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Storms packed punch, but coast was lucky

In this summer's hurricane crap shoot, people who live along the Eastern Seaboard rolled twice and won, as Danielle and Earl - two powerful late-summer Category 4 hurricanes - slid up the Atlantic coast without making landfall.

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"We were lucky," says meteorologist Chris Bedford, founder of Sailing Weather Service (, a Boston-based outfit for racing sailors. "Earl came very close to becoming the worst-case scenario for North Carolina."

The Outer Banks had some road overwash from Earl and there was flooding in Ocracoke, Hatteras and other villages. Winds were reported to be 70 to 80 mph as the storm skirted the barrier islands Sept. 3. Earl skirted New England as a 70-mph tropical storm, causing localized flooding.

Had the hurricane remained a 140-mph behemoth and churned up Pamlico Sound, it would have lashed the Outer Banks with a wall of wind from its stronger eastern side and pushed the sound up over the islands, causing catastrophic damage. Instead, Earl stayed 85 miles offshore and weakened to a 105-mph Category 2 storm, as a southwesterly wind shear tore into it and a second eye wall formed. "It was just dumb luck," Bedford says.

Hurricane Danielle, which reached wind speeds of 135 mph, stayed 355 miles east of Bermuda and also weakened to 105 mph as it hooked east farther into the Atlantic. Both storms marched up the East Coast in late August and early September. Bedford says steering currents from troughs rolling off the East Coast and a ridge of high pressure farther out in the Atlantic guided the two hurricanes up but offshore of the coast.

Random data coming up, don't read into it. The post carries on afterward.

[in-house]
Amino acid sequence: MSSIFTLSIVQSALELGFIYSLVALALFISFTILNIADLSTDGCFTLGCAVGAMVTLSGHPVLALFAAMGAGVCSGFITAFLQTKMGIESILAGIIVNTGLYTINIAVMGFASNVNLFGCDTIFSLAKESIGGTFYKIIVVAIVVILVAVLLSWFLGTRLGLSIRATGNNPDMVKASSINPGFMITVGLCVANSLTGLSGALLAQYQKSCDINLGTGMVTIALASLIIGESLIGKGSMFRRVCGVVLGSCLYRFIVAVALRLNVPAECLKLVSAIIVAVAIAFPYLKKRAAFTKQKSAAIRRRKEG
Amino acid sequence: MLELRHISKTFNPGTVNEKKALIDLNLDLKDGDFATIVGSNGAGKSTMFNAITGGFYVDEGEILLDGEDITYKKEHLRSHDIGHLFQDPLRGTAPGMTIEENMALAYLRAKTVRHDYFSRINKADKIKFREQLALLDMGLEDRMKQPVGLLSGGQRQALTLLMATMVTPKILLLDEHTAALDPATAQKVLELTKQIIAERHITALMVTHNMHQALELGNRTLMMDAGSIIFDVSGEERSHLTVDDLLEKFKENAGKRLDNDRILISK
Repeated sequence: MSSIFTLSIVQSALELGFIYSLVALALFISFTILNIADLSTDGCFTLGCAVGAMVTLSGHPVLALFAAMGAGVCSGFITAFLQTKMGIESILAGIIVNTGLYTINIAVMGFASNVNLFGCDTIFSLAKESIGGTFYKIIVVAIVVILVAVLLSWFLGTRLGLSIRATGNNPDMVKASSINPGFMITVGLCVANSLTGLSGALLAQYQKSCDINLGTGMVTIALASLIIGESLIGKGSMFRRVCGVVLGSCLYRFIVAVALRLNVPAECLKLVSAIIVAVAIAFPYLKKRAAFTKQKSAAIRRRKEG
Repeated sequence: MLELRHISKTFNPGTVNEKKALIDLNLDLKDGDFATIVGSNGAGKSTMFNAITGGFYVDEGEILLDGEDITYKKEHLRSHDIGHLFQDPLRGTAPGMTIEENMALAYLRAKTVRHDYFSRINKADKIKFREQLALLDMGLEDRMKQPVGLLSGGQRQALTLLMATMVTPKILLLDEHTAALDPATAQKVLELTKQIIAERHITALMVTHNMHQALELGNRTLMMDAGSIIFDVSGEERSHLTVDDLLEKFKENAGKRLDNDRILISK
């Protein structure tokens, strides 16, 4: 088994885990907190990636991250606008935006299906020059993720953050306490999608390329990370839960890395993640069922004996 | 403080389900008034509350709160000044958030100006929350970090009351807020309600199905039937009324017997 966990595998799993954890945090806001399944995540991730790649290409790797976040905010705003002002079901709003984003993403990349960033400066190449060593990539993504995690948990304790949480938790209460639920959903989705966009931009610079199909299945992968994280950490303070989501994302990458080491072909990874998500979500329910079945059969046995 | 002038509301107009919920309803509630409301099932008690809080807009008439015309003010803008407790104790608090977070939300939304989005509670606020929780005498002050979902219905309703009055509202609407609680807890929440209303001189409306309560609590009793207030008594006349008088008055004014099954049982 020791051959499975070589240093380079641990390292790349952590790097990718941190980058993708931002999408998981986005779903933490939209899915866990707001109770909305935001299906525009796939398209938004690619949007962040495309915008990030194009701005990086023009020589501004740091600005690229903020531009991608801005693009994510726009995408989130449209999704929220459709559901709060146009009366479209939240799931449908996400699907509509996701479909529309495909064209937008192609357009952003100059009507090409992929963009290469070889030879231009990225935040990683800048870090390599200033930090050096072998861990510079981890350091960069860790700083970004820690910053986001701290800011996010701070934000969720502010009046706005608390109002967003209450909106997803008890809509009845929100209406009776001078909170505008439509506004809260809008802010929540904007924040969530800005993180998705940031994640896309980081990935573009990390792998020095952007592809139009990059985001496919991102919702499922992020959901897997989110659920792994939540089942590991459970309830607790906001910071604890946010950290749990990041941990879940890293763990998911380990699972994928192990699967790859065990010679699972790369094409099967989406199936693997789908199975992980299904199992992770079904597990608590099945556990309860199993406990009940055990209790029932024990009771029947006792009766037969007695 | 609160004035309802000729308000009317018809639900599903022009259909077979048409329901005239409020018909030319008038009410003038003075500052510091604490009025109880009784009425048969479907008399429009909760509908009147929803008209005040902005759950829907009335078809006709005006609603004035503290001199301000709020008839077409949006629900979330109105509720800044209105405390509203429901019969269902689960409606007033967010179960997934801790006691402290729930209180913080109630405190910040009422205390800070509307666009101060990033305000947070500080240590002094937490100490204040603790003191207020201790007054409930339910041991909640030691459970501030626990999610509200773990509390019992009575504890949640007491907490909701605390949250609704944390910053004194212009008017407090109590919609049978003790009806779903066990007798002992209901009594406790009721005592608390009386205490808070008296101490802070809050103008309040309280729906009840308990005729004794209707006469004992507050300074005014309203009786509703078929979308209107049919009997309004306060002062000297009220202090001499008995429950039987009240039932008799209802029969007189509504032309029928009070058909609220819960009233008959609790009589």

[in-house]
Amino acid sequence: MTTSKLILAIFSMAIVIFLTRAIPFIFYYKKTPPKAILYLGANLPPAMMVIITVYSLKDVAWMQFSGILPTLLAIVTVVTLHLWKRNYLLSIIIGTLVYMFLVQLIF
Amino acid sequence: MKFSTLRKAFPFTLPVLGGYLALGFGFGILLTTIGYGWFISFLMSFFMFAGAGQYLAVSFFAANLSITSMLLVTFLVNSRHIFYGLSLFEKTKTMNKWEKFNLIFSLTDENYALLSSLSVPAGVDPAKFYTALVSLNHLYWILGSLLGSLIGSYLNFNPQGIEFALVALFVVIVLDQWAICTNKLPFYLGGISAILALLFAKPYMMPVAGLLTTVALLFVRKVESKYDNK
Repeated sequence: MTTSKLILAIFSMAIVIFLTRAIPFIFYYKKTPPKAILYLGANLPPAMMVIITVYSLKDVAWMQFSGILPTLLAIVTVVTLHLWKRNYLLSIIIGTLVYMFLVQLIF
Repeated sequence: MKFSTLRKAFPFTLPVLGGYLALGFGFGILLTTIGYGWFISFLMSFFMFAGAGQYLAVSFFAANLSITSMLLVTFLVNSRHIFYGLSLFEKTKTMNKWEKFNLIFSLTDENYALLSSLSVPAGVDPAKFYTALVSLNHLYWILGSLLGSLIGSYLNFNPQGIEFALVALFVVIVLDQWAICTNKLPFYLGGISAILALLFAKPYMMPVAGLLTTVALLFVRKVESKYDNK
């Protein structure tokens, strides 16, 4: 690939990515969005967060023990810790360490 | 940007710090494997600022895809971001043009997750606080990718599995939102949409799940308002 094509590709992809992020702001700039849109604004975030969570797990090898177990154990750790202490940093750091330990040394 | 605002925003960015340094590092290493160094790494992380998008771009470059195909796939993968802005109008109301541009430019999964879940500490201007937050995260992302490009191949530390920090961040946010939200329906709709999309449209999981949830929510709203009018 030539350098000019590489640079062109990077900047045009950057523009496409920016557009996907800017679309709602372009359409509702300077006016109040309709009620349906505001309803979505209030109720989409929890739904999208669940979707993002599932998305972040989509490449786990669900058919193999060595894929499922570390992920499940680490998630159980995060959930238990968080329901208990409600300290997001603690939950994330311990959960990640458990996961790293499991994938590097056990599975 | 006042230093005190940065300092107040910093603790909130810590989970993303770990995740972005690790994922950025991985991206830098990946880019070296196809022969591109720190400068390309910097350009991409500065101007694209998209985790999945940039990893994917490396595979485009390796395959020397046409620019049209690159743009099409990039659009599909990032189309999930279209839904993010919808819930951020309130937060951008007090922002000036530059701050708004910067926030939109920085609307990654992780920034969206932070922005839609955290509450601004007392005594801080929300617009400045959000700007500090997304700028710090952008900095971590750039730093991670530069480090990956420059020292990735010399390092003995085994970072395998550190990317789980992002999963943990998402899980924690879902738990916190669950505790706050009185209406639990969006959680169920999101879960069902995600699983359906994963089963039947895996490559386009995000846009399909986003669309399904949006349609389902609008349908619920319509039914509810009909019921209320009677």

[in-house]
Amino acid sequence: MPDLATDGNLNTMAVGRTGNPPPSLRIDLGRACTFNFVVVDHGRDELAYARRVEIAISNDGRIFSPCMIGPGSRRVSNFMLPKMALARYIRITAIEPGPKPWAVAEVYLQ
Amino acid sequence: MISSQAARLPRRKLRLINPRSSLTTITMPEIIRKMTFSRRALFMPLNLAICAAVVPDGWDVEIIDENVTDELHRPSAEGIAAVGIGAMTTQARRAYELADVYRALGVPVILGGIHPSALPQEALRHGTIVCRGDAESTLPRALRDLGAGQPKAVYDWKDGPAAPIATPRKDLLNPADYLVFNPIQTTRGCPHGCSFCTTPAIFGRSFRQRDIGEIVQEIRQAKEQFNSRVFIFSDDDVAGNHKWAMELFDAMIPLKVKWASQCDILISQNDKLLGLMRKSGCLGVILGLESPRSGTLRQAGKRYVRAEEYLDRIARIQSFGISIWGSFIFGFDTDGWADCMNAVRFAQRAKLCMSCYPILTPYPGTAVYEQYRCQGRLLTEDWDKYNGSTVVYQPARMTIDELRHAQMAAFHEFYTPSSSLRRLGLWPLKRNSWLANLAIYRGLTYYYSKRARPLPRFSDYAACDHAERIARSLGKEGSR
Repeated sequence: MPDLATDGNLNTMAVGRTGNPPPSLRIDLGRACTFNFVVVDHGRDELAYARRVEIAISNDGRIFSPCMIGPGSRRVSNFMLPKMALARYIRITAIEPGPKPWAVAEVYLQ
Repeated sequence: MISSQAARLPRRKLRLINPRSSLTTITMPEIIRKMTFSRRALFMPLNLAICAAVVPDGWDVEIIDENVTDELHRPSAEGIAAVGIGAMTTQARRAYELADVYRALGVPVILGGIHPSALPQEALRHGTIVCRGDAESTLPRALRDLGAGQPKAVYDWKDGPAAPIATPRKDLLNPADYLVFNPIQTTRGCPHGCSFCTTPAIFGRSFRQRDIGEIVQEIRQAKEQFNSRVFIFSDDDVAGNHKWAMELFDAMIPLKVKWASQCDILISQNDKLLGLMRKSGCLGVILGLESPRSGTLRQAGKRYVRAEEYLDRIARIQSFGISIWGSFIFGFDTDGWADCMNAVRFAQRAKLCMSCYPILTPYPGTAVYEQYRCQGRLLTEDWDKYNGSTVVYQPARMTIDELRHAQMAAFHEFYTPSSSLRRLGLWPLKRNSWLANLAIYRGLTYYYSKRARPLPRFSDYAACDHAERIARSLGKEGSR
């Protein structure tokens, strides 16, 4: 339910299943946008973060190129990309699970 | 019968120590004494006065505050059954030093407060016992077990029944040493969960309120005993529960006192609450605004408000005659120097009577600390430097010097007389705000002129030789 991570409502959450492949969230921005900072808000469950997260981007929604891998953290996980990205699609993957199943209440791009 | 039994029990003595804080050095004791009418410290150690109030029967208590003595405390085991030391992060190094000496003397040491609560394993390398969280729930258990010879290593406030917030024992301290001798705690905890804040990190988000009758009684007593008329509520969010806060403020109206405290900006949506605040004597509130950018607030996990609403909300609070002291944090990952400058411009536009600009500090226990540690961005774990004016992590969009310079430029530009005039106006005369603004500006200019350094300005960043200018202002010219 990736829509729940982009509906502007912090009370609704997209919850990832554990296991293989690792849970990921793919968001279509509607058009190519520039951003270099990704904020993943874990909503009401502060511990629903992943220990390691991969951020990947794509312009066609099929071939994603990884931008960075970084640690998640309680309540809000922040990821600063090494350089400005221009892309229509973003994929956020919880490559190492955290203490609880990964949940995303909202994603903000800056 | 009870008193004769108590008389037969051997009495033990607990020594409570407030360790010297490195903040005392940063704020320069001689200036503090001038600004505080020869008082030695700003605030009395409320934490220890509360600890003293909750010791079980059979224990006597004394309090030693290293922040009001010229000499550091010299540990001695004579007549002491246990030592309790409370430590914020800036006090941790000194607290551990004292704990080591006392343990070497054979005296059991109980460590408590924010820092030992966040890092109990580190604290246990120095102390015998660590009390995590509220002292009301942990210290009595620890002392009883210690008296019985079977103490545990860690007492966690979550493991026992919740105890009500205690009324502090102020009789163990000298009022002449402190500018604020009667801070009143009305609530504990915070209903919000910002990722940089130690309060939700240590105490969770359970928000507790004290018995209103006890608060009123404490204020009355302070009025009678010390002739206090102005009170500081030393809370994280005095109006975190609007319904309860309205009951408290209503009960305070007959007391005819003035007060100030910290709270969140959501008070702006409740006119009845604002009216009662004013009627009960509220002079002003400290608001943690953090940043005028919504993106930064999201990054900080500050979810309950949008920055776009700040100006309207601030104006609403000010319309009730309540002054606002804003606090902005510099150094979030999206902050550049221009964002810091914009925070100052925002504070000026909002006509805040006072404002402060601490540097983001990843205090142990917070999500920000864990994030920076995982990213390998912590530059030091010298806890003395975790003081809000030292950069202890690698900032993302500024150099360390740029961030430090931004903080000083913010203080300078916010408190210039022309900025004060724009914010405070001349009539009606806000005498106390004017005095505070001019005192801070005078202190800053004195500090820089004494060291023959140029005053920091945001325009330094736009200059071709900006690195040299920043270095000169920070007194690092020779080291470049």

"There has been a general pattern of troughs out in the Atlantic off the East Coast," he says. The timing of those troughs moving out of the Midwest was just right to push the storms offshore. A little different timing and Danielle would have slammed Bermuda and Earl would have battered North Carolina.

As fall settles in, Bedford expects weather patterns off the Atlantic coast to change more frequently - every couple of days instead of every five to seven days - and leave the coast vulnerable to hurricane landfalls. "There's no magic wall sitting out there that keeps the hurricanes from coming ashore," he says. "The important thing to remember is your day is coming. It may not be today. It may not be tomorrow. It may not be 100 years from now. But it behooves us to remember that a storm is coming." Be prepared, he says.

As expected, La Niña - cooler waters in the eastern equatorial Pacific - set in this summer, decreasing wind shear over the Atlantic basin and increasing the likelihood of hurricanes developing from depressions forming off western Africa and rolling west across the Atlantic. Sea surface temperatures in the tropical Atlantic this summer were high, as much as 4 F above average in some areas, which also contributed to hurricane formation, says Bedford.

NOAA was predicting 14 to 20 named storms during this June 1 to Nov. 30 hurricane season, eight to 12 of them hurricanes with winds 74 mph or greater and four to six of them major hurricanes of 111 mph or higher. By early September, the Atlantic and Caribbean had spawned 11 named storms, three of them hurricanes and two of them - Danielle and Earl - Category 4s.

"We have a saying around our office," Bedford says. "Bad weather is good for business. Business has been pretty good this year."

This article originally appeared in the November 2010 issue.